Britain and the EU are ‘giving it a final push’ to strike a post-Brexit trade deal, Michel Barnier said this afternoon, amid mounting speculation an accord is now close.
The EU’s chief negotiator said the talks between the two sides are now in a ‘crucial moment’ with the end of the ‘standstill’ transition period on December 31 now just 10 days away.
His comments came after it emerged that Boris Johnson and Ursula von der Leyen held a secret phone call yesterday to discuss the state of the talks and as negotiators appeared to be inching towards a breakthrough on fishing rights.
Citing EU sources, the AFP news agency reported the Prime Minister and the President of the European Commission spoke on the phone last night.
Number 10 did not deny the undisclosed call took place, with the two leaders having previously committed to ‘remain in close contact’ as the clock ticks down to the end of the ‘standstill’ transition period.
Sources said the pair were speaking ‘from time to time given there isn’t long left’ until December 31.
The two leaders have stepped up their contact in recent weeks, with phone calls on December 17 and December 13, as well as a face-to-face dinner in Brussels on December 9.
There is now rising optimism that Britain and the bloc could strike a trade accord in the coming days after signs of movement on fishing which is now viewed as the main stumbling block to a deal being done.
Mr Barnier’s comments came after it emerged that Boris Johnson and EU chief Ursula von der Leyen held a secret Brexit phone call last night
Sources said Mr Johnson and the Ms von der Leyen were speaking ‘from time to time given there isn’t long left’ until December 31
Speaking before he was due to give a briefing on the talks to EU ambassadors, Mr Barnier said: ‘We are really in a crucial moment and we are giving it a final push.
‘In 10 days, the UK will leave the single market and I will continue to work in transparency with the member states, right now, and with the (European) Parliament.’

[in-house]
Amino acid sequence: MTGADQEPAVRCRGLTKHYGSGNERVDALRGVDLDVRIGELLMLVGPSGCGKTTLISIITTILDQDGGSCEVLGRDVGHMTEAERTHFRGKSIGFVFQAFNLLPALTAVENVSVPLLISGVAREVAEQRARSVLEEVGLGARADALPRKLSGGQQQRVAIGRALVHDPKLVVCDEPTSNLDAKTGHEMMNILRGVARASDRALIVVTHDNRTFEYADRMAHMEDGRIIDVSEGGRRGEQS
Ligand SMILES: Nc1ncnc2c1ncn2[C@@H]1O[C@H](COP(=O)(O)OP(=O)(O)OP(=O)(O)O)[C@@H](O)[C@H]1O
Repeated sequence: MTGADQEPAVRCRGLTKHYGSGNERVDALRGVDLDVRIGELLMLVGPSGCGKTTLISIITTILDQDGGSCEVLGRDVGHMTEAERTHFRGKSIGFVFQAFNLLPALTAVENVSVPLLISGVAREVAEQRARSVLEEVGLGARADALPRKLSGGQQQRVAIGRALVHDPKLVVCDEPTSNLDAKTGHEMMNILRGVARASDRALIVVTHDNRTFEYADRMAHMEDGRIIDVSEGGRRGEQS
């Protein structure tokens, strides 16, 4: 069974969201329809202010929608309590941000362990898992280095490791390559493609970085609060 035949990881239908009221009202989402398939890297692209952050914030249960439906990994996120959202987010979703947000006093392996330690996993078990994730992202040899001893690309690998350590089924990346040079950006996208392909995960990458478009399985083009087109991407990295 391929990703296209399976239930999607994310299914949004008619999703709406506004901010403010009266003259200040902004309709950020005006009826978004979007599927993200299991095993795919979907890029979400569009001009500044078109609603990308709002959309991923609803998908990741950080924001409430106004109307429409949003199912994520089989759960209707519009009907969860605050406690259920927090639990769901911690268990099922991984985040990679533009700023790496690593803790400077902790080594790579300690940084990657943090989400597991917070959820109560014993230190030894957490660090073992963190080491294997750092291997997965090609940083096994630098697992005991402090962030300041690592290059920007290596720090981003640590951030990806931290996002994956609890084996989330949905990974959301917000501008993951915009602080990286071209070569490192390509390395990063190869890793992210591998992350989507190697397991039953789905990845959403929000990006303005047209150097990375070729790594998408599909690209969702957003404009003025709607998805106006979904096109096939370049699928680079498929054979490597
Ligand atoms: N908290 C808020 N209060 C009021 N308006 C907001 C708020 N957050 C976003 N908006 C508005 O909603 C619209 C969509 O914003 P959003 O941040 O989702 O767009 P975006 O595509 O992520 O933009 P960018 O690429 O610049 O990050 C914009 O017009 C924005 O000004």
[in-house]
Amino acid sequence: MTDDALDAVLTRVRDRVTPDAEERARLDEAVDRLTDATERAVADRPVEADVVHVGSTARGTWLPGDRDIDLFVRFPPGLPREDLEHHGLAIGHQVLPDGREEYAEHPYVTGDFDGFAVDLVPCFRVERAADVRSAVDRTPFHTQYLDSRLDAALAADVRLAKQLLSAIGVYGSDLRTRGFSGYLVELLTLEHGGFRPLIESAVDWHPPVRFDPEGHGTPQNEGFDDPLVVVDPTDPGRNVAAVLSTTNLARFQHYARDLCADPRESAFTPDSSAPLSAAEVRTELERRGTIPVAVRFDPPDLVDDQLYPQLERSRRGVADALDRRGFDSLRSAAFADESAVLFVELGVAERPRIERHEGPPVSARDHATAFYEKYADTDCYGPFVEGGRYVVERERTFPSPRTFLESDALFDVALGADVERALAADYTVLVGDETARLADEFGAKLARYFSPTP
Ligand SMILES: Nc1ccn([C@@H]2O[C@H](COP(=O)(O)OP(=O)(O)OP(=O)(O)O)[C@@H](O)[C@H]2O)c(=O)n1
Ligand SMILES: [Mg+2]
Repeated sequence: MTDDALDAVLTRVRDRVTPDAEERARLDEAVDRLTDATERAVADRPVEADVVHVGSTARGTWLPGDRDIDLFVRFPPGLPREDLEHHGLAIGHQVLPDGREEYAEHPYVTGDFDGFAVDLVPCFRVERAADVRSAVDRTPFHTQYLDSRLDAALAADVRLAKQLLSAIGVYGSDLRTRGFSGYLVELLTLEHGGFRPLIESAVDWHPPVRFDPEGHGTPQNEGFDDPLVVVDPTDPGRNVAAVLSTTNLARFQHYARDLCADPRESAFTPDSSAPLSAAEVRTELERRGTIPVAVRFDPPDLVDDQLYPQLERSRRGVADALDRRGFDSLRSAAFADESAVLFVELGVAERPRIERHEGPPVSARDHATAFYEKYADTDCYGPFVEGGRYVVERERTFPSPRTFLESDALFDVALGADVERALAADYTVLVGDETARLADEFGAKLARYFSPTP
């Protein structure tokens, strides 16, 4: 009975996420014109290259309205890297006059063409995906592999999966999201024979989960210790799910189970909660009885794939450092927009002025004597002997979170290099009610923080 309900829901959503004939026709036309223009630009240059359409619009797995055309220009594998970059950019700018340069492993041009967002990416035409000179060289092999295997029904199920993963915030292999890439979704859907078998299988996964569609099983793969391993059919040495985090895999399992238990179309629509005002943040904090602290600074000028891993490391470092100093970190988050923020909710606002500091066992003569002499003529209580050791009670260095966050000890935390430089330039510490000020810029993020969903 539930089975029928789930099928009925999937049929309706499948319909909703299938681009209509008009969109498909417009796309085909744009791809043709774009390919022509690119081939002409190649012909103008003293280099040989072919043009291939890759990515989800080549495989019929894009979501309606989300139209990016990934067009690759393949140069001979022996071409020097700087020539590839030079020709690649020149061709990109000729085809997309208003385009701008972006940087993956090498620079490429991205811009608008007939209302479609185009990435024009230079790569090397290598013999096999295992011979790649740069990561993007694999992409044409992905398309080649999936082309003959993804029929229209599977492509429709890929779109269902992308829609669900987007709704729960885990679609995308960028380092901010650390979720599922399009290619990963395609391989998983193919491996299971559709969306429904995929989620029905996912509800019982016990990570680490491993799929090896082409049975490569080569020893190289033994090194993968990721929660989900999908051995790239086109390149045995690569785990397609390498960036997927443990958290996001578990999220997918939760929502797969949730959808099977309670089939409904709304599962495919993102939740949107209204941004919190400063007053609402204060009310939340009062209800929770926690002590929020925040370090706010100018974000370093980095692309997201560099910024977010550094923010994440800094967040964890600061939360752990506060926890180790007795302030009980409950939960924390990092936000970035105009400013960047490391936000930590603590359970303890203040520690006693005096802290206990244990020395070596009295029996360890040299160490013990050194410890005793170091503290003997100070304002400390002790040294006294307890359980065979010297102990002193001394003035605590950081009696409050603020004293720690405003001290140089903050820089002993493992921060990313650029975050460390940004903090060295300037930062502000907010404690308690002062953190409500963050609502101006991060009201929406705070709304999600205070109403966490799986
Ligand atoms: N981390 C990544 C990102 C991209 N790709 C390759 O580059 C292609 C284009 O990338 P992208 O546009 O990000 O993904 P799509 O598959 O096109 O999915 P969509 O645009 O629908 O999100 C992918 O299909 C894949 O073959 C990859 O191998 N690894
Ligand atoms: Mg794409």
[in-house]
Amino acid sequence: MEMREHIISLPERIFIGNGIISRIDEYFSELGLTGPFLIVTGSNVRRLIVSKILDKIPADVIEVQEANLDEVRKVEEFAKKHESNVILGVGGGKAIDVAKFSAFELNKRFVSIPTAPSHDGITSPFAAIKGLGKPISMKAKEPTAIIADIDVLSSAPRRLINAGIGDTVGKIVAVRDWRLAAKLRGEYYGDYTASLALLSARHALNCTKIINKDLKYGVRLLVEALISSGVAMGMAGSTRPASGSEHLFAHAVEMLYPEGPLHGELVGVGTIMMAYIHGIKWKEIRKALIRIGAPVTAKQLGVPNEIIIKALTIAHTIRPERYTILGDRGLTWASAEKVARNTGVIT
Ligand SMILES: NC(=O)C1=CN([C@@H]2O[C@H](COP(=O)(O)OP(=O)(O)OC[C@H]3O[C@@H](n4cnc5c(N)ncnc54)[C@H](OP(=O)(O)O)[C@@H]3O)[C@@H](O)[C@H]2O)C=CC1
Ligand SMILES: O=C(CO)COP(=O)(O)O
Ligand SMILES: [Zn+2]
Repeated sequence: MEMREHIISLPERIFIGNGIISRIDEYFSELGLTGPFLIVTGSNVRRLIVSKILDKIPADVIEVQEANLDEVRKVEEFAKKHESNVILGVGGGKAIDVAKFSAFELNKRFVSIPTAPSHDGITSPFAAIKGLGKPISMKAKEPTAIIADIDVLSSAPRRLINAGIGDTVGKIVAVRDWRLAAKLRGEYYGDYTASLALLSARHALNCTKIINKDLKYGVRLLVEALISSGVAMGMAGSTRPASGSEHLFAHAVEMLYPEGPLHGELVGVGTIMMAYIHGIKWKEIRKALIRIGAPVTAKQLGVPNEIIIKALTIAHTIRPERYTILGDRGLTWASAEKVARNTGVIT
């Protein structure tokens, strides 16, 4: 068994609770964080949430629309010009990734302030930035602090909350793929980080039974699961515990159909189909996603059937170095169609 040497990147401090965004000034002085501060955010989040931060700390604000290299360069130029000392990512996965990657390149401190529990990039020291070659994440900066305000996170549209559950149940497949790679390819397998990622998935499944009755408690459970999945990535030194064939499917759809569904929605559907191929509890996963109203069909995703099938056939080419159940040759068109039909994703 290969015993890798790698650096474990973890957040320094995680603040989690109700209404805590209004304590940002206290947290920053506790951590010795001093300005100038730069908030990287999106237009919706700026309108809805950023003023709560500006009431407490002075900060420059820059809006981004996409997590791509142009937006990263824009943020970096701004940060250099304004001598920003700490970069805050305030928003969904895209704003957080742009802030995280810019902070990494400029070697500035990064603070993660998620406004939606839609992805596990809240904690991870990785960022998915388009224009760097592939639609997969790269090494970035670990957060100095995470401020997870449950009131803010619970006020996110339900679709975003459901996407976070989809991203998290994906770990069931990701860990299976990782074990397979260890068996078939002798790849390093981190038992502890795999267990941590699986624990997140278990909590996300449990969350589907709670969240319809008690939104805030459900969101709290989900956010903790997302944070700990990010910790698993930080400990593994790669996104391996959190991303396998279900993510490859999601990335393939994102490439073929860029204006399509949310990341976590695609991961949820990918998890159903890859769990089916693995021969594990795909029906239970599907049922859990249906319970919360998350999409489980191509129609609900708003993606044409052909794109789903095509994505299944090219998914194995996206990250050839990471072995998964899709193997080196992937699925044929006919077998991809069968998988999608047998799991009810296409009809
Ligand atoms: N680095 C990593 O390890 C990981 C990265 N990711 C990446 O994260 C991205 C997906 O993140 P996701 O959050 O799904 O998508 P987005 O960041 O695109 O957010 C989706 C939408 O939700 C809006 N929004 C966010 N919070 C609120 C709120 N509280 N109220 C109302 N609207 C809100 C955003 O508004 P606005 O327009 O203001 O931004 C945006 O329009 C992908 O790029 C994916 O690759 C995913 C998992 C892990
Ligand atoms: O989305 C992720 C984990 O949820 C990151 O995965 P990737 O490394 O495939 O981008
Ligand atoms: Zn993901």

The UK is said to have tabled a last-minute compromise which would see the EU cut its fishing catch in British waters by approximately one third over a transition period of five years.
That would be considerably more generous than the UK’s original offer of a 60 per cent reduction over three years.
However, the EU is reportedly still holding out for a reduction of no more than 25 per cent which it wants to be spread out over a seven year period having started negotiations by offering just an 18 per cent reduction over a decade.
An EU official told The Telegraph ‘it’s still a no from us’ while a UK government source disputed the suggestion, first reported by Bloomberg, that it is willing to accept a one third reduction, insisting ‘it’s not the offer and the EU are still miles off what we need’.
Despite the two sides still being apart on the issue, the fact that there now appears to be some movement is likely to reignite hopes of a deal being agreed and ratified by December 31.
Mr Barnier continues to negotiate with UK counterpart Lord Frost, with fishing and the so-called ‘level playing field’ on rules the remaining bones of contention.
Any deal would have to be voted on by both the European and UK parliaments before it can come into force.
The UK Parliament is now on its Christmas break but ministers have put MPs on notice that if there is a deal they will be called back to vote on it.
Ministers are said to be drawing up a plan which would see the deal crashed through the House of Commons and the Lords in a single day, likely on December 30.
That would then give the UK December 31 to pass any secondary legislation to tie up any loose ends.
European Parliament chiefs had set a deadline of last Sunday for a deal to be agreed as MEPs warned beyond that point they would not have enough time to scrutinise and vote on an accord.
The UK is said to have offered a last minute compromise on fishing rights in a bid to break the negotiating deadlock
MEPs have now asked for contingency plans to be prepared by Thursday for what the European Parliament will do in the event negotiations drag on to the end of the transition period.
Should the two sides fail to strike a trade accord they will trade on basic World Trade Organisation terms from January 1 which will mean tariffs being imposed on goods.
Downing Street yesterday rejected calls to seek an extension to the transition period amid growing calls to push back the talks deadline because of the border chaos caused by a new mutant strain of the coronavirus.
Mr Johnson has repeatedly said he is willing to split from the bloc without a trade accord in place.
He told a Downing Street press conference last night: ‘It remains the case that WTO terms would be more than satisfactory for the UK and we can certainly cope with any difficulties that are thrown in our way.
‘Not that we don’t want a deal, but WTO terms would be entirely satisfactory. Prosper mightily remains an extremely good description of life after January 1 either way.’